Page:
Dove hunting is unique among Missouri's hunting seasons in several ways, some of which make safety awareness extra important, according to the Missouri Department of Conservation.
Conservation Department statistics show that an astonishing 79.9 percent of dove hunters made only one foray for doves last year. Furthermore, the overwhelming majority of dove hunting trips are made during the first few days of the season.
"That will come as no surprise to dove hunters," said Hunter Education Coordinator Tony Legg. "The shooting is always good for the first few days. After that, most of the birds that spent the summer in Missouri either are on people's tables, headed south or are pretty gun shy. We get some excellent hunting later in the season as cool weather pushes birds south through Missouri, but those peaks are harder to predict, and most hunters are focused on bowhunting or other activities by then. Those first few days of September are bird hunters' first chance to get out, and they do -- in large numbers."
Doves' tendency to congregate around food sources, such as harvested crop fields, tends to concentrate hunters, too. Excellent examples of this phenomenon can be seen at conservation areas where the fields of sunflowers, wheat, millet and other crops are planted especially for doves and dove hunters. The shooting is fast and the mood often festive at these dove fields, but the concentration of hunters also creates safety challenges.
"Wise hunters space themselves at safe intervals around dove fields, and they position themselves to avoid interfering with other hunters or shooting in their direction."
Unfortunately, said Legg, not all hunters are wise. Consequently, every hunter must take responsibility for his own safety. Sometimes that means leaving an area to avoid others' unsafe behavior.
"It doesn't always come to that," said Legg. "A lot of times you can remedy bad situations by pointing out safety problems to other hunters in a friendly way."
Legg said safety issues often can be headed off by friendly banter before the shooting starts. Introduce yourself to new arrivals, agree on hunting zones and ask everyone to agree not to shoot at birds lower than 45 degrees above the horizon. Let other hunters know if you have a retriever that will be working the field, and offer to help others retrieve crippled birds so it isn't necessary to shoot at downed birds.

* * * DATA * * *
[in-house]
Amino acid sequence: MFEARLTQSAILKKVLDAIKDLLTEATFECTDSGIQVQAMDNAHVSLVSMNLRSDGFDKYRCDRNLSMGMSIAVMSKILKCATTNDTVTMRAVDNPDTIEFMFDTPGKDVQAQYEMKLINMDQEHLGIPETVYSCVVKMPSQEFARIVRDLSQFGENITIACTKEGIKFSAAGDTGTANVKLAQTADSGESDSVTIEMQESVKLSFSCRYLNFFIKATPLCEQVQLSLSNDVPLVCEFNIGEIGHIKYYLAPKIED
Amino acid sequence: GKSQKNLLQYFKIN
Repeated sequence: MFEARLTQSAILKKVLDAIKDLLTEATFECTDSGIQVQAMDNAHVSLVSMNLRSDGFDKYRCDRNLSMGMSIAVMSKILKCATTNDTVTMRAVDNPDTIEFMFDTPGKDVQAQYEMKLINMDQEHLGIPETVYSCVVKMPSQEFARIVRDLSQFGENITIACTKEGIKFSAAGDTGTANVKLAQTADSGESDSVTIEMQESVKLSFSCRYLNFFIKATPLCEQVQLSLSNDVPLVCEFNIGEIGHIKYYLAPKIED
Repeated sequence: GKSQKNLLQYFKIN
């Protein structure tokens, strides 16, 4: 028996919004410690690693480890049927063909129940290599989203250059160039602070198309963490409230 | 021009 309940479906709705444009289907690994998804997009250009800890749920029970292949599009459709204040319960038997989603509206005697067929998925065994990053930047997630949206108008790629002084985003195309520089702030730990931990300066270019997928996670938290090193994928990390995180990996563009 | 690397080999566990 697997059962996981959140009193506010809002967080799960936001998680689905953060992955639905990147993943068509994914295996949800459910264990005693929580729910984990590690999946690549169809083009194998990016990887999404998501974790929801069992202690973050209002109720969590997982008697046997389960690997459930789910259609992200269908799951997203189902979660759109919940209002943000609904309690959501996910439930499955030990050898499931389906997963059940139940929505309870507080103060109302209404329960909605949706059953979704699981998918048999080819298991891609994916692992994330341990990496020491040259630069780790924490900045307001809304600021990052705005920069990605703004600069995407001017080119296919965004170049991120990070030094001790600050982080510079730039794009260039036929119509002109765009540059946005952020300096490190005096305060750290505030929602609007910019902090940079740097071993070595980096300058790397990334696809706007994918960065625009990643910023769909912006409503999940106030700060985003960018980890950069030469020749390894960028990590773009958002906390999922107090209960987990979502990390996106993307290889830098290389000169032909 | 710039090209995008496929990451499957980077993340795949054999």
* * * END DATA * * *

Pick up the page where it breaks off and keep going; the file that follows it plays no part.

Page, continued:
For those who choose to hunt managed dove fields at conservation areas, Legg recommends the following precautions to help ensure safe hunts.
* Wear hunter orange. "A cap at the least will help other hunters know you are there."
* Protect your eyes. "That is a very soft area and more vulnerable to injury than the rest of your body. Even if you don't wear glasses, get a pair of shooters' glasses."
* Keep shots to blue sky. "Don't shoot if you can't see sky above and well below your target. It's best not to shoot at an angle lower than 45 degrees from the horizon."
* Keep track of other hunters' whereabouts. "Even shooting at a safe angle you can rain shot down on others if you aren't careful."
* Don't shoot cripples. "A wounded bird can be chased down on foot. Recovering a downed bird isn't worth the chance of a ricochet off the ground."
* Bring a retriever. "They make catching cripples much easier, and they allow you to stay at your shooting station, where other hunters are expecting you to be. Take plenty of water for your canine companion, and be alert for signs of distress. Dogs can die of heat stroke."
* Use common sense. "That sounds obvious, but it is easy to forget when doves are flying and the shooting is fast. Under those kinds of conditions, you have to make a conscious effort not to let down your guard.